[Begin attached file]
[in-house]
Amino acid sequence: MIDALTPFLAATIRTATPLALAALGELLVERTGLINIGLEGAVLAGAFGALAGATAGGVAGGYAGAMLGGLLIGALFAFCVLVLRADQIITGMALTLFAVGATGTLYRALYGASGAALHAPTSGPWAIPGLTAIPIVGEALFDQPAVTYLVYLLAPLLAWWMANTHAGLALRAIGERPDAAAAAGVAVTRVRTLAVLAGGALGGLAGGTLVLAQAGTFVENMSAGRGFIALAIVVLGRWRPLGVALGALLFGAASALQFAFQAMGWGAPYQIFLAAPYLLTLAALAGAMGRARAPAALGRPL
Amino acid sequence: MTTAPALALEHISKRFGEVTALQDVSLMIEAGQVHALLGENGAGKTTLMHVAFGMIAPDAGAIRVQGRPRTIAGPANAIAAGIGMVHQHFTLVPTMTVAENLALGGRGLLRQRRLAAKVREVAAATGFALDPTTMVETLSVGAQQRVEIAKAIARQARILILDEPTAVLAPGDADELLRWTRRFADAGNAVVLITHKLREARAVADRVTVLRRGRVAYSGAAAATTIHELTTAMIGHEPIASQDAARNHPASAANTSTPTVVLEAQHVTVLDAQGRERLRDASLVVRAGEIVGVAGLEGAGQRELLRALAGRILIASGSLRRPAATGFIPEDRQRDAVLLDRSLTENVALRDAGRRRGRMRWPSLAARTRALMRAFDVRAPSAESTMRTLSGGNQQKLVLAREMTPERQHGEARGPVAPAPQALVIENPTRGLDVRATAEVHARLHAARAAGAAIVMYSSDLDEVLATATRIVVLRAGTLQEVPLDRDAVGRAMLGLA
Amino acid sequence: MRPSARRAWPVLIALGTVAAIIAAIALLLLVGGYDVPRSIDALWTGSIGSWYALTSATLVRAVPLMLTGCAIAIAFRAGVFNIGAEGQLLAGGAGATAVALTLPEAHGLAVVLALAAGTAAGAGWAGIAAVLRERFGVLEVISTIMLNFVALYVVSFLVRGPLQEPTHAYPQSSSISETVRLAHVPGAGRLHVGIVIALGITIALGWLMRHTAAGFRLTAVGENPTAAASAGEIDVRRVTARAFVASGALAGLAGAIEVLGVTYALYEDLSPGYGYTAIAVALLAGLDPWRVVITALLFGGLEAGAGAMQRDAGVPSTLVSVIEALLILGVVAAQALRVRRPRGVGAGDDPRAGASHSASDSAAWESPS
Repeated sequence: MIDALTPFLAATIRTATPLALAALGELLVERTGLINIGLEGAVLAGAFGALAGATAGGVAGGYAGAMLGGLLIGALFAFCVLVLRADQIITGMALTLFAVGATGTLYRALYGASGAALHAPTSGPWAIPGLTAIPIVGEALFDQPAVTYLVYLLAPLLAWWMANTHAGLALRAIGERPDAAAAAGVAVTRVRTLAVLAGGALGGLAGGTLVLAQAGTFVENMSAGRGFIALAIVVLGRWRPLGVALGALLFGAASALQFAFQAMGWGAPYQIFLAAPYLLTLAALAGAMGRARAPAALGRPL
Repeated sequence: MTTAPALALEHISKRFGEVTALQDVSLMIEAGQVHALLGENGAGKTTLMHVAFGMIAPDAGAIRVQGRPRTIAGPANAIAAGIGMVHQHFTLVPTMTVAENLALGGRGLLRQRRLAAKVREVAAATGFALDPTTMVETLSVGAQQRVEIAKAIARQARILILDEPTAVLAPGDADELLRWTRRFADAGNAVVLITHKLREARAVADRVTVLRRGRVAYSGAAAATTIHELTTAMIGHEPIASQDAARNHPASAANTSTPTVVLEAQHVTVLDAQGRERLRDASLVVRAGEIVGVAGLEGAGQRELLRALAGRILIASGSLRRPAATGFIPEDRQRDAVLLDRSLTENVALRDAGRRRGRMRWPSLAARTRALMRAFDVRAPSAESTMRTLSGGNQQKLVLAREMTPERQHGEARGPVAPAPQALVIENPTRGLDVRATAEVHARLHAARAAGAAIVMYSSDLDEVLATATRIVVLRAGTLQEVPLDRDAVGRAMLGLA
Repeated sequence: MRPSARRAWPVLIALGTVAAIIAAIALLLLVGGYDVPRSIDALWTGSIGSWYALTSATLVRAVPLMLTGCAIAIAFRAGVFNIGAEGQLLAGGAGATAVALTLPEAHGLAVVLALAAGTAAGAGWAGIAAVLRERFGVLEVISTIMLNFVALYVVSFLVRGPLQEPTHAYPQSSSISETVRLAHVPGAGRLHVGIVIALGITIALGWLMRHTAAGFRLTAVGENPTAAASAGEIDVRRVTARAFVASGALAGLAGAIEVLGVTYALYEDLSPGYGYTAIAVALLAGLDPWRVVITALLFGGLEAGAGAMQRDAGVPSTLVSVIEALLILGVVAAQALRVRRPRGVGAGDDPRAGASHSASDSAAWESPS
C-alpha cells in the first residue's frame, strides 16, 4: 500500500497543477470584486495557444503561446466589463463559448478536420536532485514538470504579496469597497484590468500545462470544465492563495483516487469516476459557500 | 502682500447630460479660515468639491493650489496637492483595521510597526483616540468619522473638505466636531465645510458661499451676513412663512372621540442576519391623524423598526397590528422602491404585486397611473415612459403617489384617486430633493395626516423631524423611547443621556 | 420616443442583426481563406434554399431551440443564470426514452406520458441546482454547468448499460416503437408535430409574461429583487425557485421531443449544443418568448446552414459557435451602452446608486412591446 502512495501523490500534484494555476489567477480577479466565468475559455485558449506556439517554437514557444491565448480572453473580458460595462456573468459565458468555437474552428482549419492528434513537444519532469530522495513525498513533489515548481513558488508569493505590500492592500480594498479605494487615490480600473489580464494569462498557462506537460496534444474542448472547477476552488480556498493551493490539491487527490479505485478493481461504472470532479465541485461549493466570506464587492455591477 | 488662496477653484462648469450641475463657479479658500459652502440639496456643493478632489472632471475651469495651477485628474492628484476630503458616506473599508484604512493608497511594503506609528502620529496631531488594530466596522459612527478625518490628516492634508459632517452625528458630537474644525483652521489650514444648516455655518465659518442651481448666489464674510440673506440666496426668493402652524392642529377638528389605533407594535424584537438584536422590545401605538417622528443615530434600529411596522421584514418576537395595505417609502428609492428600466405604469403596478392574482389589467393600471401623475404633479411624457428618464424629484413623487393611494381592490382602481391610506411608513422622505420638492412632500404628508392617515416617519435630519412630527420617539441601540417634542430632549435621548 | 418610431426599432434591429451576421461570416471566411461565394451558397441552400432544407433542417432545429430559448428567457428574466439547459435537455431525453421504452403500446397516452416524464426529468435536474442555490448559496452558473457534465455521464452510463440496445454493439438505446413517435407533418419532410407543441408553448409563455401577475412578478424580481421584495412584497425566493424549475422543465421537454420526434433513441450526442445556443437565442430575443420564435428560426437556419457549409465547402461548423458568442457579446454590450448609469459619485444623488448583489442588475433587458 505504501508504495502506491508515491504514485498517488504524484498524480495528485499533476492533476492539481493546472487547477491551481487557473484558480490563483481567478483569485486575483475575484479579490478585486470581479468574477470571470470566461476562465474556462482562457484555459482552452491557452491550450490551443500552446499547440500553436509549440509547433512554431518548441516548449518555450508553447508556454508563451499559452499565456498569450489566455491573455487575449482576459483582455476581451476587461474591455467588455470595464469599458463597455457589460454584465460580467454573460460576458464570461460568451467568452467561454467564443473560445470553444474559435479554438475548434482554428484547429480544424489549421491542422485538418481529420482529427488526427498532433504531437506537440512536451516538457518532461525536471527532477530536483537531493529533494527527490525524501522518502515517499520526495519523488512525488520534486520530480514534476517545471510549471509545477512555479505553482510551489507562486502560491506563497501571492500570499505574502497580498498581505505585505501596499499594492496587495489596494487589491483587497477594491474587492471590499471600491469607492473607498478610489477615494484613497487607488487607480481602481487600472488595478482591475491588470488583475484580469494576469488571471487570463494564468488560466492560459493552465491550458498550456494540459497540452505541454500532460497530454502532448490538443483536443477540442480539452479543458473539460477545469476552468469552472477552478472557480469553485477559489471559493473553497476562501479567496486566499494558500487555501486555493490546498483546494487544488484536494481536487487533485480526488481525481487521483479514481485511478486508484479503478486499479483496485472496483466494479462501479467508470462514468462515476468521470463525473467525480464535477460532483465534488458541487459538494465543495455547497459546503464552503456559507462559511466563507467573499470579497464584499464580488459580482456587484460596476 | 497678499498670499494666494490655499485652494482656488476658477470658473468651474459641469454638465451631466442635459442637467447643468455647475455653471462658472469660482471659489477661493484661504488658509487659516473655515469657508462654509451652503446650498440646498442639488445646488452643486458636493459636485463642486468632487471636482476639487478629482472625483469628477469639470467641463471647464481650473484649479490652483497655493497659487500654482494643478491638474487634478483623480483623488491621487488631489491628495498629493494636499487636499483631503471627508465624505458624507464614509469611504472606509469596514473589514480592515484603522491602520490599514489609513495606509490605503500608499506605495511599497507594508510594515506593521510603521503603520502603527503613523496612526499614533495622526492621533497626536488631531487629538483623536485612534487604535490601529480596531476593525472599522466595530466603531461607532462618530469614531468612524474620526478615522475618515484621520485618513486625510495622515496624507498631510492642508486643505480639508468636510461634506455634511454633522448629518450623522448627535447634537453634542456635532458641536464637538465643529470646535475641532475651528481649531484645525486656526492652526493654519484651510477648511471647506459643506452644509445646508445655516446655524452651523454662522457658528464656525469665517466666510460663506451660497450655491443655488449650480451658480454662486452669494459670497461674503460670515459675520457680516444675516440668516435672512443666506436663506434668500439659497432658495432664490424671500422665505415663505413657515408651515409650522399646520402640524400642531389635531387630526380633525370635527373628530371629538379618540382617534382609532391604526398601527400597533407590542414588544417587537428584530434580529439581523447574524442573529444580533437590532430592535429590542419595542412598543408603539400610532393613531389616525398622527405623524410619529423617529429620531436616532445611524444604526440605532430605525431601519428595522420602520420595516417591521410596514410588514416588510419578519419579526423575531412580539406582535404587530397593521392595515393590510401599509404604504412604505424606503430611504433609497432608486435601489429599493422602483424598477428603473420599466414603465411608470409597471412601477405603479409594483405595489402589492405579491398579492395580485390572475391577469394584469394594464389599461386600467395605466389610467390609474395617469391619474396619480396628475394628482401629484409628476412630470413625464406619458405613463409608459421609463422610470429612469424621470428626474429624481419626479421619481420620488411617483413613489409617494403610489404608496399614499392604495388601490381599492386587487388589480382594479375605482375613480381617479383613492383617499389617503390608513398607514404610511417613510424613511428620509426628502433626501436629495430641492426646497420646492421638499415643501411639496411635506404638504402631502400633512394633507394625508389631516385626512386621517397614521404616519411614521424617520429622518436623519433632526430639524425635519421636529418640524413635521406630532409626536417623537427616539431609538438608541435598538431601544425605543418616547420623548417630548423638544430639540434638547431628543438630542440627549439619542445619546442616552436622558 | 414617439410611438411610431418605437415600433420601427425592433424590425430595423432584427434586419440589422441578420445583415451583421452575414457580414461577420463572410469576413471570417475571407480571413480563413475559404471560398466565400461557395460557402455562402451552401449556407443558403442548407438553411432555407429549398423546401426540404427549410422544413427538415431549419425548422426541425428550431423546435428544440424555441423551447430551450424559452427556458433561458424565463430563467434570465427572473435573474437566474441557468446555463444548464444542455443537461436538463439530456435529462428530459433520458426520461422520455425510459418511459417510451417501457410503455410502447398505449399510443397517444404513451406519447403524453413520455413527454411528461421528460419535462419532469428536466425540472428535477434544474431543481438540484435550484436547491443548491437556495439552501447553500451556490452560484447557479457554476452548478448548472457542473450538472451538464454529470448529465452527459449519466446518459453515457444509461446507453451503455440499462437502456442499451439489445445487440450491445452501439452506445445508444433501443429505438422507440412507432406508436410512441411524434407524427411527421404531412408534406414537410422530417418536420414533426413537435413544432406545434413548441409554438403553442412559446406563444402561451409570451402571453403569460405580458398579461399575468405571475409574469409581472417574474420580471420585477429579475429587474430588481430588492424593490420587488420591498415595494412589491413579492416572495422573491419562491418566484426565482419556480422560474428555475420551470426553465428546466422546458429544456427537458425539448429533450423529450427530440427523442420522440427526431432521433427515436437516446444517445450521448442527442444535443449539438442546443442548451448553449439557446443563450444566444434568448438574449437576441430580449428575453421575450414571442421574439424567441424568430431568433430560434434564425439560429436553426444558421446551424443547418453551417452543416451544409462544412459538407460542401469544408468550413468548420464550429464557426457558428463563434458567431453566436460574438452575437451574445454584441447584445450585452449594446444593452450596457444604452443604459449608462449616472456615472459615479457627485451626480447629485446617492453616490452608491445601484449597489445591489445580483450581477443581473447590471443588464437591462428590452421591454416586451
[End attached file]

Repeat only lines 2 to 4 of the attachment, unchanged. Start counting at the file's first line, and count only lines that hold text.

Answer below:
Amino acid sequence: MIDALTPFLAATIRTATPLALAALGELLVERTGLINIGLEGAVLAGAFGALAGATAGGVAGGYAGAMLGGLLIGALFAFCVLVLRADQIITGMALTLFAVGATGTLYRALYGASGAALHAPTSGPWAIPGLTAIPIVGEALFDQPAVTYLVYLLAPLLAWWMANTHAGLALRAIGERPDAAAAAGVAVTRVRTLAVLAGGALGGLAGGTLVLAQAGTFVENMSAGRGFIALAIVVLGRWRPLGVALGALLFGAASALQFAFQAMGWGAPYQIFLAAPYLLTLAALAGAMGRARAPAALGRPL
Amino acid sequence: MTTAPALALEHISKRFGEVTALQDVSLMIEAGQVHALLGENGAGKTTLMHVAFGMIAPDAGAIRVQGRPRTIAGPANAIAAGIGMVHQHFTLVPTMTVAENLALGGRGLLRQRRLAAKVREVAAATGFALDPTTMVETLSVGAQQRVEIAKAIARQARILILDEPTAVLAPGDADELLRWTRRFADAGNAVVLITHKLREARAVADRVTVLRRGRVAYSGAAAATTIHELTTAMIGHEPIASQDAARNHPASAANTSTPTVVLEAQHVTVLDAQGRERLRDASLVVRAGEIVGVAGLEGAGQRELLRALAGRILIASGSLRRPAATGFIPEDRQRDAVLLDRSLTENVALRDAGRRRGRMRWPSLAARTRALMRAFDVRAPSAESTMRTLSGGNQQKLVLAREMTPERQHGEARGPVAPAPQALVIENPTRGLDVRATAEVHARLHAARAAGAAIVMYSSDLDEVLATATRIVVLRAGTLQEVPLDRDAVGRAMLGLA
Amino acid sequence: MRPSARRAWPVLIALGTVAAIIAAIALLLLVGGYDVPRSIDALWTGSIGSWYALTSATLVRAVPLMLTGCAIAIAFRAGVFNIGAEGQLLAGGAGATAVALTLPEAHGLAVVLALAAGTAAGAGWAGIAAVLRERFGVLEVISTIMLNFVALYVVSFLVRGPLQEPTHAYPQSSSISETVRLAHVPGAGRLHVGIVIALGITIALGWLMRHTAAGFRLTAVGENPTAAASAGEIDVRRVTARAFVASGALAGLAGAIEVLGVTYALYEDLSPGYGYTAIAVALLAGLDPWRVVITALLFGGLEAGAGAMQRDAGVPSTLVSVIEALLILGVVAAQALRVRRPRGVGAGDDPRAGASHSASDSAAWESPS